Last year the Al Jazeera TV journalist Stephanie Scawen presented MS and Me, a film about coming to terms with her MS and investigating the significance of the latest MS research. This year she was keynote speaker at the MS Trust Annual Conference, our event for MS healthcare professionals
What kind of feedback did you get after MS and Me was broadcast?
The feedback was amazing. Most comments were very supportive of me with lots of comments about how brave I was, which was very flattering as I personally don’t feel brave. Things are just the way they are. I had many offers of snake oil cures and treatments which I just ignored, and many links to an American woman MD’s online video about how she cured her MS by eating bucket loads of kale every day (yuck), which also seemed to be a bit of a scam to me as all she really seemed to be doing was trying to flog her book, rather than exposing her cure to scientific scrutiny. But overall the feedback was amazing.
You said your ambition for the film was “To show people with MS that they can do whatever they want to do. You just have to approach it slightly differently.” Do you think you succeeded?
I hope so. For people who are not disabled or who do not have first-hand experience of dealing with someone with disabilities, it’s very hard for them to imagine what life is like being unable to do things as normal. The idea, for example, of losing a leg in an accident, would be for many people unbearable. But when they are confronted with that reality they get on with it, because you just have to. Look at all the Paralympians who do such amazing things!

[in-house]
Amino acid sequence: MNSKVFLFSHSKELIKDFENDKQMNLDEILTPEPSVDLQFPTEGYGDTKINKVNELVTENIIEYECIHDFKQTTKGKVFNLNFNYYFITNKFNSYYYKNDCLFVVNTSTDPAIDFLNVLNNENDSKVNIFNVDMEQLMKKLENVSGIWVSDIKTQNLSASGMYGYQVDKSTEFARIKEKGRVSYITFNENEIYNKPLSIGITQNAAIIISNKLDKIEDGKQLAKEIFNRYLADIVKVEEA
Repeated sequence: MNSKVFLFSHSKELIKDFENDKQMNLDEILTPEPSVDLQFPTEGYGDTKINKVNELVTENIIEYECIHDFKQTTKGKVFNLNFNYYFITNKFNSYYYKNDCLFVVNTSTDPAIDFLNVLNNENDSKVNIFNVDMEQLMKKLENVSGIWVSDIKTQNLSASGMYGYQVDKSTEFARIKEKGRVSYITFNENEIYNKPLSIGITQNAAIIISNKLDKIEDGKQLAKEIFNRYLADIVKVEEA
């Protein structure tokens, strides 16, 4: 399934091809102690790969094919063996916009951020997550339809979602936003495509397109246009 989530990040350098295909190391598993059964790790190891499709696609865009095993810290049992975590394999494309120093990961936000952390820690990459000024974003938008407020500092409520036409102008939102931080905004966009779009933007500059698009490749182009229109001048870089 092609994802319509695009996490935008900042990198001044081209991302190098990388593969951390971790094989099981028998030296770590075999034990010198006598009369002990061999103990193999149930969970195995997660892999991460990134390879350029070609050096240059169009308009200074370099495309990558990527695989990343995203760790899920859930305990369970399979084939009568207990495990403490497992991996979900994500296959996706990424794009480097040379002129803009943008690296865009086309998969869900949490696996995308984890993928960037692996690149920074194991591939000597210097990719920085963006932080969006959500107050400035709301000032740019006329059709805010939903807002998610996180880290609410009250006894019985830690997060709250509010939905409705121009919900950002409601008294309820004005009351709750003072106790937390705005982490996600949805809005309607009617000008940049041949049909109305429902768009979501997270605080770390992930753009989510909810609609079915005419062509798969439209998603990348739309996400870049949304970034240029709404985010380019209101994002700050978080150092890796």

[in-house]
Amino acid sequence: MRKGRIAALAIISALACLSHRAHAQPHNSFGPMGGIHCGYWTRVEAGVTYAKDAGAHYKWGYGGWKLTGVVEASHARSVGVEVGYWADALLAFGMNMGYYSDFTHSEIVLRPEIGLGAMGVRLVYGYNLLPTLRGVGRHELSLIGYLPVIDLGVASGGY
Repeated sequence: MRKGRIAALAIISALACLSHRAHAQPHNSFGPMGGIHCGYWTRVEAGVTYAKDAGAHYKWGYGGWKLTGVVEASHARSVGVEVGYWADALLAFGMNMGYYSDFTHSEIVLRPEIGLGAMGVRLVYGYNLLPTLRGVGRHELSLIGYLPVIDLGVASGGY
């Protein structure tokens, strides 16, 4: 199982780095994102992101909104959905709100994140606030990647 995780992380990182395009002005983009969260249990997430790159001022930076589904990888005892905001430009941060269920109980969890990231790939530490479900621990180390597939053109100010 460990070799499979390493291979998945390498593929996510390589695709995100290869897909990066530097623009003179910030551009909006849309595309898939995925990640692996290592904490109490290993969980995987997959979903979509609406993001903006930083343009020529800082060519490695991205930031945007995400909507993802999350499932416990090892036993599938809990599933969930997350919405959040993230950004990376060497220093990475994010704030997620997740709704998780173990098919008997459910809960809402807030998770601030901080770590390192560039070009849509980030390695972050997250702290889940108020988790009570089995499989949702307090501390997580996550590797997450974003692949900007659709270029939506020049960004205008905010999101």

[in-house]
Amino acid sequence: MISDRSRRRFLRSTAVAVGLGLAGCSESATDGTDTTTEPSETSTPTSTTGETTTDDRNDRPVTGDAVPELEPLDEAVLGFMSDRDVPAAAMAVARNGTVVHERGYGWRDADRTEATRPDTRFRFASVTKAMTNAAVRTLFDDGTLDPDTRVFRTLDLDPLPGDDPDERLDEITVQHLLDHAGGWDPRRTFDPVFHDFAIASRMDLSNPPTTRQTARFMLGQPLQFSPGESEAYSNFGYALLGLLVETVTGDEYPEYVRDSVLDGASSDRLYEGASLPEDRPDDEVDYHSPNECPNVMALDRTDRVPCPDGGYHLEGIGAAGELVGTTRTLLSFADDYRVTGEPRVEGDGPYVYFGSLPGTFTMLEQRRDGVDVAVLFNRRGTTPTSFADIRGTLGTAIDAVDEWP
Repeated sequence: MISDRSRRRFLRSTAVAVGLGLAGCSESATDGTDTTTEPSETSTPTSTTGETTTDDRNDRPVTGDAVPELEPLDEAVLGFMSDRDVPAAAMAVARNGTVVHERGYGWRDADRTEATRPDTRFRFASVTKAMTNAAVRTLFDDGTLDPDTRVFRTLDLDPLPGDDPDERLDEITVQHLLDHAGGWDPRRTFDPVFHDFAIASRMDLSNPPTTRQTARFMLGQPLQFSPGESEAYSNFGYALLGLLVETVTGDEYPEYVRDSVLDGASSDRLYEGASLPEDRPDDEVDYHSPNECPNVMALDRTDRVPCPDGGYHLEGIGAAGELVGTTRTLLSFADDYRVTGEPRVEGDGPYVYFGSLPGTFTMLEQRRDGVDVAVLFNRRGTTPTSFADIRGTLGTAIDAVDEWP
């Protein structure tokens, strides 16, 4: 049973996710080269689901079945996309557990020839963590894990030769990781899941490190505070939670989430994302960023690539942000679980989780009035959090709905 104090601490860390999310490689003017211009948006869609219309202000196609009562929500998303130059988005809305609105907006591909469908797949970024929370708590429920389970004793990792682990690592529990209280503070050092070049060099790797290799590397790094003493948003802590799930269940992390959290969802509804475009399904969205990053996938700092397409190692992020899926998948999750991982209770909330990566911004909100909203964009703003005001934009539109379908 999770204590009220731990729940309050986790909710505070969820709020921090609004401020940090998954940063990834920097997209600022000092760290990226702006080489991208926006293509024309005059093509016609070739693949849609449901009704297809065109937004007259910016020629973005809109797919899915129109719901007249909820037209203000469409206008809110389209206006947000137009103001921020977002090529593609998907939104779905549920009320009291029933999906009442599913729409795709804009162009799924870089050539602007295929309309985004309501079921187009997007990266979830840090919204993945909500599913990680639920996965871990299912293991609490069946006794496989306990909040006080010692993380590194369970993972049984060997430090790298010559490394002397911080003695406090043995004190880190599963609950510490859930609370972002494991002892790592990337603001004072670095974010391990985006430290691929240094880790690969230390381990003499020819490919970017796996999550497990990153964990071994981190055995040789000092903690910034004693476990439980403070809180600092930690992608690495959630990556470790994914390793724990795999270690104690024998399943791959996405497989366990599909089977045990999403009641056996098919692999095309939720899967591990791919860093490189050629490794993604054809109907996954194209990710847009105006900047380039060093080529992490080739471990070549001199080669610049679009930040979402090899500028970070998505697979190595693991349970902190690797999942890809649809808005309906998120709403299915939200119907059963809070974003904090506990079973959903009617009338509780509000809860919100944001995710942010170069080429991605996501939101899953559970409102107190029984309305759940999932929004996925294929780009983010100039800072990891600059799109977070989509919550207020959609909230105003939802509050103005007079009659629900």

When we last spoke you were coming round to the idea of using a mobility scooter or a wheelchair. Did you go ahead with that? If so, how are you finding it?
When my left leg started spasming towards the end of last year it was the most sensible thing to do in the end, as my walking had become so slow and difficult and I was in a lot of pain, so a wheelchair just meant I could get around more quickly and safely. And the sky didn’t fall in as I had feared. Generally people have been very helpful with it. And I get to queue jump everywhere which is good. I’ve had a few ‘exciting’ episodes with my chair which I discussed in my speech. It certainly ain’t boring.
We’re delighted you agreed to speak at this year’s MS Trust conference. Having travelled the world as a journalist, reporting from war zones and scenes of disaster, did the prospect of speaking to a room full of MS professionals hold any fears for you?
No. I was more afraid no one would understand my sense of humour!
As a journalist do you have any thoughts on how MS – or potential cures – are covered in the media?
Most articles are reasonably balanced, but it annoys me that they pretty much always refer to MS as a crippling disease, as if a diagnosis instantly places you on the scrapheap. For the majority of people it’s not. There’s an old media phrase “if it bleeds, it leads”, so the headlines will always focus on the best or worst outcome. “Scientists find cure” or “MS drug kills patient”, for example.
And the headlines talk about a cure as if it will be on the shop shelves tomorrow. I wish I could say journalists should check their facts for accuracy or at least balance, but in this world of 24-hour media the critical details seem to get missed out.